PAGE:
The situation is even more severe in the downstream sector. Iraq’s refining capacity meets less than half of its domestic needs. Only 400,000bbl/d were processed on average in 2005. Demand for fuels surged by 40% since 2003 due to the lifting of sanctions and the import of a large number of cars and household appliances; and interruptions to electricity supplies are forcing many middle class households to depend on wasteful kerb-side generators. Significant price subsidies encourage energy waste, black market activities and smuggling. Iraq imported anywhere between US$4bn and US6$bn of fuel in 2005 and the World Bank estimates that fuel and food subsidies together are nearly 50% of GDP.
Which basically points out the above analysis: consumption skyrocketed after 2003 and the old infrastructure, under attack and needing repairs, rebuilding and replacing was not and is not up to that task. And their conclusion on page 13:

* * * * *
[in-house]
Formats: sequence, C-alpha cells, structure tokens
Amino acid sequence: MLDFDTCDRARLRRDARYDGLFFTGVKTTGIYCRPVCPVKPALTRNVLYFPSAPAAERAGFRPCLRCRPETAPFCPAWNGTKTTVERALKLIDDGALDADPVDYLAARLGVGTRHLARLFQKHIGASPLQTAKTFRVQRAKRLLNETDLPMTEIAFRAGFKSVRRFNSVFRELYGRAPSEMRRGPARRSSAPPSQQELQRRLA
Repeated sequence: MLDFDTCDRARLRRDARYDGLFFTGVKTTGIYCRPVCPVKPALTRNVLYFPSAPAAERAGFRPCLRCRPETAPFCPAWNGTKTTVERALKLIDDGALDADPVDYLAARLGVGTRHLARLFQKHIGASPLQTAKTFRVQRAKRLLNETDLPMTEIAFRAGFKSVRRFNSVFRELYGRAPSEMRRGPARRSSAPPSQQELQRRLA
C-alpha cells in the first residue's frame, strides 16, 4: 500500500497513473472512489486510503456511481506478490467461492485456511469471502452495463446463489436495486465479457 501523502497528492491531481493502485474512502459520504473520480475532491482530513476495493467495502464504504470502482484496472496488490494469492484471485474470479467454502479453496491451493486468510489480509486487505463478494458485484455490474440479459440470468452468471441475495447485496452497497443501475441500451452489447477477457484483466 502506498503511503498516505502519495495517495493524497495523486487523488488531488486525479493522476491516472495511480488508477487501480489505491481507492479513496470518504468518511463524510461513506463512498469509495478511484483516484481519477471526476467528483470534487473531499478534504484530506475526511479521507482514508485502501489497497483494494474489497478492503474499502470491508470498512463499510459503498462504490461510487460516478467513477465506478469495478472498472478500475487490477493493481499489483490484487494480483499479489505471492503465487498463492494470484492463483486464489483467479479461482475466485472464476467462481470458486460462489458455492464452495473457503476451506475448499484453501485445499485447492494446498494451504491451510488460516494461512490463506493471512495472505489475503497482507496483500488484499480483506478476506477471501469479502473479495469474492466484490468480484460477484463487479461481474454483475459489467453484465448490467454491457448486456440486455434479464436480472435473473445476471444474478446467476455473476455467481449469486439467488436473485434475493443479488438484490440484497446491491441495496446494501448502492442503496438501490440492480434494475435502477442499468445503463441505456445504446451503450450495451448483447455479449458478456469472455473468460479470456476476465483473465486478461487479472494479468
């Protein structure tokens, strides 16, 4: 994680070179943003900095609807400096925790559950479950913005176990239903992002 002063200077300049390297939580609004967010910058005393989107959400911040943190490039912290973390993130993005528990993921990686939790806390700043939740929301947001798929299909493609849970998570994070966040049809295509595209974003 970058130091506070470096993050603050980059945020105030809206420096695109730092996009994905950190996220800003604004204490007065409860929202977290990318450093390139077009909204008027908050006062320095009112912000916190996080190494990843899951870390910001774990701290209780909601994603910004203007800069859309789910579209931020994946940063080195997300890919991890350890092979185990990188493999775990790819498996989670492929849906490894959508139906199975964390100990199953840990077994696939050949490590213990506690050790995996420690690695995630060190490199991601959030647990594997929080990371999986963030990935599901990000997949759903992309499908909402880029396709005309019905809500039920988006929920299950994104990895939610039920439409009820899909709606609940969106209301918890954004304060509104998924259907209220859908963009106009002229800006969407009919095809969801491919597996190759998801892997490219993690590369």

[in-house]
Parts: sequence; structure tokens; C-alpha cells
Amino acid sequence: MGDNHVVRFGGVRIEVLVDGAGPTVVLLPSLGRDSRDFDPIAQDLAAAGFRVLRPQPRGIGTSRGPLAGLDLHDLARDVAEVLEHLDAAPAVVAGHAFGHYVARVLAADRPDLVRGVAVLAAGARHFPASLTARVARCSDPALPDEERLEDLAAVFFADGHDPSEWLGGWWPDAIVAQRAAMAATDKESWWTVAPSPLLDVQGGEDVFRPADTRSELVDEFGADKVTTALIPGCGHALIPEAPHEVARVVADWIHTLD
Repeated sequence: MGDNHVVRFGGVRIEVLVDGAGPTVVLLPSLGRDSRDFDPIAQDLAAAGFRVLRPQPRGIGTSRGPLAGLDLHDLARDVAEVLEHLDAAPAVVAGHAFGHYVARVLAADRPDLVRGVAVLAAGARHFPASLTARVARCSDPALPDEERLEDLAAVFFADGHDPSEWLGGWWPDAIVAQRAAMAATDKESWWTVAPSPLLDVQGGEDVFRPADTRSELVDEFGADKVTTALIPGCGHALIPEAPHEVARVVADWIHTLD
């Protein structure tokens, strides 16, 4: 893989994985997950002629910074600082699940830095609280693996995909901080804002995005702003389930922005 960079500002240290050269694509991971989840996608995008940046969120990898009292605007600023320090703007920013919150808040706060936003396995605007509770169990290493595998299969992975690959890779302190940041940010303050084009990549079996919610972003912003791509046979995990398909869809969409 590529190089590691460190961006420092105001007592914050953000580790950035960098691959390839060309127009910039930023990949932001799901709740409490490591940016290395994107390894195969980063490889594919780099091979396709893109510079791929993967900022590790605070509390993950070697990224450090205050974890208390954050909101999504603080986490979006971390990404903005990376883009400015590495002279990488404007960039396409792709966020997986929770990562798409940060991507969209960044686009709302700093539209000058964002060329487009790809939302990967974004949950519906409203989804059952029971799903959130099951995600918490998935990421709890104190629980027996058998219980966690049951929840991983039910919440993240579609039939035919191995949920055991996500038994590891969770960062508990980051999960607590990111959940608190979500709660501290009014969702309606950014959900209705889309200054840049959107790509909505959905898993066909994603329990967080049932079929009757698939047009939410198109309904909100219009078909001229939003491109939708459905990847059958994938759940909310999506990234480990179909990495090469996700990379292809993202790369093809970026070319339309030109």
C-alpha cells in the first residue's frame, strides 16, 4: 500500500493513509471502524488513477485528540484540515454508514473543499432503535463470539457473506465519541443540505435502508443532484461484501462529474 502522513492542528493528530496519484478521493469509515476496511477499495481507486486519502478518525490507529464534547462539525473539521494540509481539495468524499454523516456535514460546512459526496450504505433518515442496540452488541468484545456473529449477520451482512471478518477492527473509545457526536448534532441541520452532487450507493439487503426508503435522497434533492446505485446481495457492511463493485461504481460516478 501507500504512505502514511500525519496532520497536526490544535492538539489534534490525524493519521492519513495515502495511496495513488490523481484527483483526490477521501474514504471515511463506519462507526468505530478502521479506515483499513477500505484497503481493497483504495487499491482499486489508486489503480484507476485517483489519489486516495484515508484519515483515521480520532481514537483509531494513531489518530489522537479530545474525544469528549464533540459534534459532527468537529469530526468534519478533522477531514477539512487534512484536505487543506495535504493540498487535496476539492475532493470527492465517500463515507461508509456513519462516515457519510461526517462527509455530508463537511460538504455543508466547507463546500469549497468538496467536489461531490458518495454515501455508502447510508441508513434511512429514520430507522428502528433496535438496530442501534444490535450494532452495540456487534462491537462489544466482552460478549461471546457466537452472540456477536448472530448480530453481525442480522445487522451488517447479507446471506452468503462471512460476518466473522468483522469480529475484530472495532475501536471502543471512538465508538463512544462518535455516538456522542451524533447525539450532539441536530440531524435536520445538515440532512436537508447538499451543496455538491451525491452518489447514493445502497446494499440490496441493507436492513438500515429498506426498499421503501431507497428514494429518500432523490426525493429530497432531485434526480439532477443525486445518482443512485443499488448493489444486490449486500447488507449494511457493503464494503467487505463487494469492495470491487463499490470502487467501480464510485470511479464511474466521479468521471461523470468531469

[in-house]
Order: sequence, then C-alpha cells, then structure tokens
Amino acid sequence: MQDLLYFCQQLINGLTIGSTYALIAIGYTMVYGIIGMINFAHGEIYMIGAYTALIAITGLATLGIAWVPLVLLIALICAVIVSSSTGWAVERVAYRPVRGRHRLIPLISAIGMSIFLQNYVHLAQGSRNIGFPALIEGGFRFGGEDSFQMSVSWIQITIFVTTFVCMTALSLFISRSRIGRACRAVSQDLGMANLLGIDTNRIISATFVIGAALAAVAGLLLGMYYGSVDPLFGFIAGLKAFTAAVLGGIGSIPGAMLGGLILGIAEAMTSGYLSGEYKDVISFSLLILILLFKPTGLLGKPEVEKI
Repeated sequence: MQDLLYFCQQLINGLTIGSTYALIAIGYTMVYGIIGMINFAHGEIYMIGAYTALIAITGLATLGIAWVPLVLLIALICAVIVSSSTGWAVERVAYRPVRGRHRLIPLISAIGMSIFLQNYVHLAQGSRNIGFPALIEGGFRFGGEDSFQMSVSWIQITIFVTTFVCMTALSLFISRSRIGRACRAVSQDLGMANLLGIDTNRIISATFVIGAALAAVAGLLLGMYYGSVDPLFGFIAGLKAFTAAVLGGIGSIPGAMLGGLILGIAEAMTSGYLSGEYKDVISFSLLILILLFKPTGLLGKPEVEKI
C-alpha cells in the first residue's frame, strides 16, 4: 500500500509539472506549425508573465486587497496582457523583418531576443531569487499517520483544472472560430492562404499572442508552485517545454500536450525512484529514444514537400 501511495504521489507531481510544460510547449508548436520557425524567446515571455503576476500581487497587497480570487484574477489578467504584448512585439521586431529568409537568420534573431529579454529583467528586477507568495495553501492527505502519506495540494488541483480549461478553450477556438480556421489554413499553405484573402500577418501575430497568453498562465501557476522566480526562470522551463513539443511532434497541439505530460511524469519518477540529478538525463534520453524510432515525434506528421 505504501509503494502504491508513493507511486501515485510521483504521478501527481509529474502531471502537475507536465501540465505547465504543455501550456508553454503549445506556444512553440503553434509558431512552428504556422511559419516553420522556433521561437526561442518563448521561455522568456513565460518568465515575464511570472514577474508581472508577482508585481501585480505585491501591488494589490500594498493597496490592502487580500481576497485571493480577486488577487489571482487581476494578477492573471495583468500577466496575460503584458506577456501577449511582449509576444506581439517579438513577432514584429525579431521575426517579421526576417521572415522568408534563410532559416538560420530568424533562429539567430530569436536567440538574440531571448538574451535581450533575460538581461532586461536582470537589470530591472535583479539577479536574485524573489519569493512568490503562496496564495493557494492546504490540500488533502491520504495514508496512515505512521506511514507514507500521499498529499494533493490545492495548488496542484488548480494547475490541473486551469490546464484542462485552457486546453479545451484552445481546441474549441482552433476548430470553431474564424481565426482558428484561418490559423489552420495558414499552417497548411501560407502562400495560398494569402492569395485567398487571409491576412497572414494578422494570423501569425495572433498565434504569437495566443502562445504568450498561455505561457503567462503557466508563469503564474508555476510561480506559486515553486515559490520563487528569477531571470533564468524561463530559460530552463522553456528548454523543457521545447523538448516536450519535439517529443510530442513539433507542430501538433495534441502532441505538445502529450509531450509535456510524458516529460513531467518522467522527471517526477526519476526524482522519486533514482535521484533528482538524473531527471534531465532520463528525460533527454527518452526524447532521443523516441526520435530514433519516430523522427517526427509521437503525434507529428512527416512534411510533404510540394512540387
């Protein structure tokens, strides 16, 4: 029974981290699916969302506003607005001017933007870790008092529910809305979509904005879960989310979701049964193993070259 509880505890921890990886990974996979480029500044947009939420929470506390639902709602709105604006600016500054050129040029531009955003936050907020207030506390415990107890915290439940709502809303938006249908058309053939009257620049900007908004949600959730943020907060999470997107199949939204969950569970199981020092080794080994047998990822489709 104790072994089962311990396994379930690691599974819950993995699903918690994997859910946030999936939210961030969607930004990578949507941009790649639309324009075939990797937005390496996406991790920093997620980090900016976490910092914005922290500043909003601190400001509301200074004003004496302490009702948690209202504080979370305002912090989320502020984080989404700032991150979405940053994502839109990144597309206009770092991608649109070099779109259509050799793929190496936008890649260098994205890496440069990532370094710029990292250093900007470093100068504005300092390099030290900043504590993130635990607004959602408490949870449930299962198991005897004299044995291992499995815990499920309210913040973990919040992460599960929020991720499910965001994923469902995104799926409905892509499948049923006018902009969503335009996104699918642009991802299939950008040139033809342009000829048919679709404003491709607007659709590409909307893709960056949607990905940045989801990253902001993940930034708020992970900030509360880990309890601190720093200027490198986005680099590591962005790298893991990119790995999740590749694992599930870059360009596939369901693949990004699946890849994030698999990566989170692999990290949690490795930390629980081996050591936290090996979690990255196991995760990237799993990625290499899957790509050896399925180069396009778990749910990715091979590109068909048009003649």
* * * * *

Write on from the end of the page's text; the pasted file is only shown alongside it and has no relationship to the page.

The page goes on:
The Iraqi professionals, civil servants and activists meeting in Beirut demonstrated as this report shows that it is possible to move away from zero-sum, divisive politics and achieve consensus on petroleum policies which would benefit all Iraqis. They did this by working within an open and inclusive framework and through their dedication to the public interest without a claim to power or regard to ethnic, sectarian and party political affiliation. Sustaining this model for generating policy ideas and proposals in the future; flushing out and elaborating some of the main recommendations and ideas outlined above; and promoting them with decision makers and the public at large are the best ways to follow up on an interesting and productive meeting.